I keep myself very busy with Sudoku through the takeoff, but it is an extremely nerve-racking time and I’m not happy. I’m convinced the pilot has violated his vow not to drink during the last 24 hours and I can’t get the picture of him staggering around a strip-club out of my head. It’s only when we reach 36 thousand feet, well past the threat of geese, that I can even begin to work on my goodbye message, the one I leave my children when the engines quit.
It’s a long flight from LA to Chicago and inevitably you must speak to your neighbor, either as you climb across his lap to use the bathroom or as he leans across yours struggling to see the Grand Canyon. I broke the ice first.
“So where you from?” I ask my flying partner.
He’s mumbles he’s from LA and something else, but I can’t make it out. I nod my head like I agree and wonder if the co-pilot is a dope fiend that has managed to slip through the system, undected. I mention good-naturedly that I don’t care much for flying and my neighbor says it “don’t bother him a bit, been doing it for years”. I ask him what he does for a living and when he speaks it’s slow and deliberate.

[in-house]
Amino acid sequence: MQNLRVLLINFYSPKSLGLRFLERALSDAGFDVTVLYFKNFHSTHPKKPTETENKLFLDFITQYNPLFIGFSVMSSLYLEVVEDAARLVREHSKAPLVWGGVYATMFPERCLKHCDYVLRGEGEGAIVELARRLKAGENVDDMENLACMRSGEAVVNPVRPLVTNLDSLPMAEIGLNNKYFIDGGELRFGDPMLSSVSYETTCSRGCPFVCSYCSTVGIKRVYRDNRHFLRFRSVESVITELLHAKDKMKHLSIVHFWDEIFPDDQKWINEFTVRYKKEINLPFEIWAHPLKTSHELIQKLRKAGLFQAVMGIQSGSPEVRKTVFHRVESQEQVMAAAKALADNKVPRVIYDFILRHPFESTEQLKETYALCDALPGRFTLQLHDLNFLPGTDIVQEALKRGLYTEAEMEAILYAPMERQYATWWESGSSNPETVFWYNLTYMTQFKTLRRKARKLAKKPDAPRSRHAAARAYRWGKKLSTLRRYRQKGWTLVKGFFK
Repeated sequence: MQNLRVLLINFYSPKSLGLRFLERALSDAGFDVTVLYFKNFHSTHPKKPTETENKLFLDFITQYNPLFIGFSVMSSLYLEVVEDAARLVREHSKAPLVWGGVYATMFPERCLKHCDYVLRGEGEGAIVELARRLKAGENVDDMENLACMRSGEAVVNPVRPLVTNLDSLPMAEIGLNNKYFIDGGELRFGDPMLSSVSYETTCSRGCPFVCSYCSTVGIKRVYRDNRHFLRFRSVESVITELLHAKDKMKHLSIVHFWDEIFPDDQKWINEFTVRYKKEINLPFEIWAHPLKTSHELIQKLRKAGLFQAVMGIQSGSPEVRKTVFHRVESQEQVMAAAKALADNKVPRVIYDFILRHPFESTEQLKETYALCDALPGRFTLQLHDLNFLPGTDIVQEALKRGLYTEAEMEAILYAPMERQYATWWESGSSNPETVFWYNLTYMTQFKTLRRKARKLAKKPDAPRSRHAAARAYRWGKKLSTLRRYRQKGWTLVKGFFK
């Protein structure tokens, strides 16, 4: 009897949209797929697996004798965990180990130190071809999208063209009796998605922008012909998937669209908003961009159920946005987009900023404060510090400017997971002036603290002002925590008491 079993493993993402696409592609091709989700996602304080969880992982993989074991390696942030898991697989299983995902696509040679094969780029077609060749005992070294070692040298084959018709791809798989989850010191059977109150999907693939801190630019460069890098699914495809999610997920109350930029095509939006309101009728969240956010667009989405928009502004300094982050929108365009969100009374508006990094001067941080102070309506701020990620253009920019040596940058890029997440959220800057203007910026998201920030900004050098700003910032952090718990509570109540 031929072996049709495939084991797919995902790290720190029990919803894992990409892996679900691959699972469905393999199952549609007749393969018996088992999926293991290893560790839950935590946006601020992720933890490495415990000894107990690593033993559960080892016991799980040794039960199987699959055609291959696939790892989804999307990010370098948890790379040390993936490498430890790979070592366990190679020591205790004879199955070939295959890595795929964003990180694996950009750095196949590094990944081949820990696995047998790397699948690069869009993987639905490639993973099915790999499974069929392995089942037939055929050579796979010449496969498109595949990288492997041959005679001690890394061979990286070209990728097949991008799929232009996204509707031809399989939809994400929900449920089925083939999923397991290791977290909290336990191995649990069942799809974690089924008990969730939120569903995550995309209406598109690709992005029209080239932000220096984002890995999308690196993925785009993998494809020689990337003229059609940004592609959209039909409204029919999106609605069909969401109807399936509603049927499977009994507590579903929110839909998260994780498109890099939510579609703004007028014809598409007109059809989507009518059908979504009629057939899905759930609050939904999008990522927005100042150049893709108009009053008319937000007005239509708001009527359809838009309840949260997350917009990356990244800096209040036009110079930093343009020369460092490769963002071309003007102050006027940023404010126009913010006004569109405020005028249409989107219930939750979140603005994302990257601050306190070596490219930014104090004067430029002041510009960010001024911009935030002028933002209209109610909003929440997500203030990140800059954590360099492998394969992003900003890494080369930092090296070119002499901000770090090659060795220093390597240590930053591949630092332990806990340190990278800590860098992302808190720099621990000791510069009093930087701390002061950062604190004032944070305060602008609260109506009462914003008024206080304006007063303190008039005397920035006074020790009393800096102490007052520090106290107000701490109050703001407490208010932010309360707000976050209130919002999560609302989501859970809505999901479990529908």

He tells me he’s the tour manager for the Billy Joel and Elton John Face2Face concert tour. This surprises me. Having been in the “business” for a number of years and met my share of tour managers, he did not fit the stereotype of a sharp, astute administrator, who was generally the only one not drunk or high.
But this is good for me. I have a puzzle to figure out – one that is forcing me not to dwell on the flight attendant’s ditzyness (I can’t belleive she’s qualified to react in an emergency situation, Where’s Sully and his crew when I need them?) and I dive right in.
“Really,” I say. “What exactly do you do?”
Well, he mumbles, he’s not the actual tour manager. He’s the assistant. He’s the assistant, but really more like a personal assistant to Billy Joel. He’s been with him for years, been in the business since the late sixties.
Now things are making sense to me. He’s a glorified gofer. I can easily see him in this position, picking out scantily dressed women from the audience, running to get more sequins for a costume, directing the caterers to pick out the brown M&M’s from the candy dish. But as benign as he appears, it’s apparent what living forty years of a rock n’roll life-style have done; he has that detached personality of one who sees the world revolving around aging men not willing to give up wine, women and song.
Sing me a song, Piano Man